Tourists and locals alike should take advantage of the museums, gardens, and galleries Cambridge has to offer. The University of Cambridge has built impressive collections as part of their legacy.
The museums provide a valuable resource for the university students and researchers while also offering a site for the public to discover. The museums in Cambridge rival in prestige even the most interesting London exhibitions.
History buffs should be sure to check out the Museum of Classical Archaeology and the University Museum of Archaeology and Anthropology. Both collections display rare examples from each academic concentration, including pre-Columbian textiles found in the Archaeology collection.
For some local history, check out the Museum of Cambridge just north of the River Cam. The museum’s collections of Georgian and Victorian toys make it a great place for young children.
If you’re craving local culture, a trip to one of the university art galleries should top your list. The Fitzwilliam Museum holds literary works and manuscripts from authors such as Thomas Hardy and Virginia Woolf. Kettle’s Yard provides a more contemporary art collection, showcasing a harmonization of modern sculptures, paintings, and live music performances.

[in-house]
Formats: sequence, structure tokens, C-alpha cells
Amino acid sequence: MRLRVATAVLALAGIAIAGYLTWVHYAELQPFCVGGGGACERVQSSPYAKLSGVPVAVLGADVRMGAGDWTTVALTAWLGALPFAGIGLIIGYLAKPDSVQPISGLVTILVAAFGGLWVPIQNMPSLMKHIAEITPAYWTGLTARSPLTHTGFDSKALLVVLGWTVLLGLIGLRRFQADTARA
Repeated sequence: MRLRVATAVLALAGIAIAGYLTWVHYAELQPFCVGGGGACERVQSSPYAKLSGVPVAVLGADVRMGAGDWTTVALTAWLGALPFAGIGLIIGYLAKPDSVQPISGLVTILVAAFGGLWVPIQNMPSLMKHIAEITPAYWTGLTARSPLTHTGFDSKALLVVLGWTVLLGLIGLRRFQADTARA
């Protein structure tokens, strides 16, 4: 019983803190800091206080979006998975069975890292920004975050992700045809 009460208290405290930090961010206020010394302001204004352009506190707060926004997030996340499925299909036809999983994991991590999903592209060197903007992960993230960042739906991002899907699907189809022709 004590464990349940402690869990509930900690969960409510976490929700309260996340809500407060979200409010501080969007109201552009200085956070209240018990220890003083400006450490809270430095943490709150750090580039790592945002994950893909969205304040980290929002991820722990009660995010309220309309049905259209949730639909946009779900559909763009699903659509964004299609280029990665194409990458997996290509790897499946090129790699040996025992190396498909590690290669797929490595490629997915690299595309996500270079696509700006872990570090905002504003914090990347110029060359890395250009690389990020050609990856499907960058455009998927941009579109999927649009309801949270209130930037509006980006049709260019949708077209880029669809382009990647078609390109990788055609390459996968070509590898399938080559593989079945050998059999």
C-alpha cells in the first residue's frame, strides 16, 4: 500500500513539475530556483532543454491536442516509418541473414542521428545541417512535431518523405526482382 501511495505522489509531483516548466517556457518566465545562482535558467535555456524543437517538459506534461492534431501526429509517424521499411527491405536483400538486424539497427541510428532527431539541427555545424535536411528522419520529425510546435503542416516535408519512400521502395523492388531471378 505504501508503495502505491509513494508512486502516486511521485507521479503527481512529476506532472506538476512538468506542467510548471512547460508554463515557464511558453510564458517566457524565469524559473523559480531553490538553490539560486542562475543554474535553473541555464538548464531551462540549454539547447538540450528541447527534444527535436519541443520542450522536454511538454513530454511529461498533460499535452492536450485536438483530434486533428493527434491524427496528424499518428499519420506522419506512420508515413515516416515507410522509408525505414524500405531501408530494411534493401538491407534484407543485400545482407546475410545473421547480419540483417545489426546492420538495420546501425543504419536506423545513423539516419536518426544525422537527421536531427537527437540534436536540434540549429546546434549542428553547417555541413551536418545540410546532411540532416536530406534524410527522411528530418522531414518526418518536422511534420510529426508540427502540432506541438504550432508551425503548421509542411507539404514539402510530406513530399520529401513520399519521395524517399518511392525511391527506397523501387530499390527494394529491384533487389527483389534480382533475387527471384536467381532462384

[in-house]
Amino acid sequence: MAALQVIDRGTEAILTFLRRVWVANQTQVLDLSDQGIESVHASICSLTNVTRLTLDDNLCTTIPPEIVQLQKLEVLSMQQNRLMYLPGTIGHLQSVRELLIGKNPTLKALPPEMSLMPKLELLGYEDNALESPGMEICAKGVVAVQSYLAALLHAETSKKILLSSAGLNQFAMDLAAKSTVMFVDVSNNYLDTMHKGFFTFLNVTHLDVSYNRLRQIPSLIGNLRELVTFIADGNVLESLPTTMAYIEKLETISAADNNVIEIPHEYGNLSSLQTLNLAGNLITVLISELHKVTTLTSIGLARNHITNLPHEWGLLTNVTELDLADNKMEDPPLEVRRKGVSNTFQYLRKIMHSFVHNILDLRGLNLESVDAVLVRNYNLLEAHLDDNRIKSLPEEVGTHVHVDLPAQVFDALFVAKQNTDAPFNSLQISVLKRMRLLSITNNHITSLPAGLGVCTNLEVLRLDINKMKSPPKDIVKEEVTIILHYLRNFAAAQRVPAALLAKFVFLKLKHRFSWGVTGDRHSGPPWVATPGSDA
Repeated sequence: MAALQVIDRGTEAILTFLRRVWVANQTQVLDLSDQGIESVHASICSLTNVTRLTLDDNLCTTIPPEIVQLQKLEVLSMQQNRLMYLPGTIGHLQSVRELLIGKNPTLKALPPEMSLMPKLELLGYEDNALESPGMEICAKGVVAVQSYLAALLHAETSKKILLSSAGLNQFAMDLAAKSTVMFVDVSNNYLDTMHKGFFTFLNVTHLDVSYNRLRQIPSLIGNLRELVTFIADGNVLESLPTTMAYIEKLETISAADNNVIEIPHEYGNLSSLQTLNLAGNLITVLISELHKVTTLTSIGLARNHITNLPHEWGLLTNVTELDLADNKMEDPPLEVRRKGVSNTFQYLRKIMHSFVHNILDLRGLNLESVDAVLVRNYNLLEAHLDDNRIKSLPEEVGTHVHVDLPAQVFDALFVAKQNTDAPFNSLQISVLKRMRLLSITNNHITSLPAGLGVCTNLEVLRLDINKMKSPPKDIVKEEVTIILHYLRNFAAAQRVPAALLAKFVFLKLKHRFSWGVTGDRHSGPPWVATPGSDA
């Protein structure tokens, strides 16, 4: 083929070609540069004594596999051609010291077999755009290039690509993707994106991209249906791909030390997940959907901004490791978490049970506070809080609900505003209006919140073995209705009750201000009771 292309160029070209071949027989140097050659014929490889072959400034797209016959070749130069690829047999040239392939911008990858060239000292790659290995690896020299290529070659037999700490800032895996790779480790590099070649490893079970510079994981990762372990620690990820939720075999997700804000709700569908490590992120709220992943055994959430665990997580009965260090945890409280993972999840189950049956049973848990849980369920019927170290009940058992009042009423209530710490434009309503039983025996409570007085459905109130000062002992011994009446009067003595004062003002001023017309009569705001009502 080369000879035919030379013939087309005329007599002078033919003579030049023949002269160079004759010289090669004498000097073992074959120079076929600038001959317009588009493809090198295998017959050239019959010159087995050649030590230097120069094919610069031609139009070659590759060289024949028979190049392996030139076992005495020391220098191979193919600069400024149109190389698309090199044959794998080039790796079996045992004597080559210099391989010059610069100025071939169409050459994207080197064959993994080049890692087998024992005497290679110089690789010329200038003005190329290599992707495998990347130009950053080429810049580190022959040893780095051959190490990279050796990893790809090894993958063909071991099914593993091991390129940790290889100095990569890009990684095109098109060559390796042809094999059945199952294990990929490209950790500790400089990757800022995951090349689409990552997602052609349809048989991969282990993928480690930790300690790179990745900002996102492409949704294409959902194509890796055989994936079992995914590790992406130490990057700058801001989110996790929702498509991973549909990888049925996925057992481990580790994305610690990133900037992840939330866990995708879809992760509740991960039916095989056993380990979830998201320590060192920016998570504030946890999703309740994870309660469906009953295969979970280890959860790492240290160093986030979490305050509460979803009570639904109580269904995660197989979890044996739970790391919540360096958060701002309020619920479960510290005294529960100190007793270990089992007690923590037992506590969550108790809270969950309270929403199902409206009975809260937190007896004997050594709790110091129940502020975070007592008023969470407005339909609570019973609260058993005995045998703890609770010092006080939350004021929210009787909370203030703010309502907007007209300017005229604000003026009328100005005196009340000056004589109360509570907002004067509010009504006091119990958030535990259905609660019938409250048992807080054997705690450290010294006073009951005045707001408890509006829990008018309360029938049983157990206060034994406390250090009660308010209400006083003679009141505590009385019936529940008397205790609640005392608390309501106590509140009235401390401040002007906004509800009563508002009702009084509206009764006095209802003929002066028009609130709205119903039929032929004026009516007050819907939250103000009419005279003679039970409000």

As one of the world’s leading cities in scientific research, Cambridge has plenty of museums dedicated to the sciences. The Whipple Museum of the History of Science echoes Cambridge University’s history as a research centre by housing a wide of array of scientific instruments, some dating back to medieval times. The Polar Museum explores the journey of Captain Robert Scott and his tragic journey to the South Pole; more recently, the museum has also turned its attention to the effects of climate change on the planet’s poles.
The University Museum of Zoology has some of the most impressive animal remains ever collected, including a skeleton of the planet’s second largest animal, the finback whale. As home to a complete fossil of the massive Iguanodon, the Sedgwick Museum of Earth Sciences serves as the dinosaur destination for people of all ages. Aside from impressive skeletons, both of these museums display many rock, plant, and animal samples collected by one of the university’s most famous pupils, Charles Darwin.
Looking for something outside the cramped city centre? Newmarket’s National Horseracing Museum celebrates the sport’s three hundred years of history. Tours of the racetracks, stud farms, and riding simulator make this museum fun for the whole family.
A few miles south of Cambridge is another great museum: the Imperial War Museum at the Duxford Airfield. Not only is the IWM Duxford England’s largest flight museum, but it also hosts a number of air shows throughout the year. A trip to see the Spitfires loop through the air can create memories that last a lifetime.
For plant lovers, the Botanic Garden preserves and researches more than 8,000 species of plant life, and has well-kept paths for visitors to walk while enjoying the scenery.
With over a dozen free museums and galleries, Cambridge has an exhibition for every taste.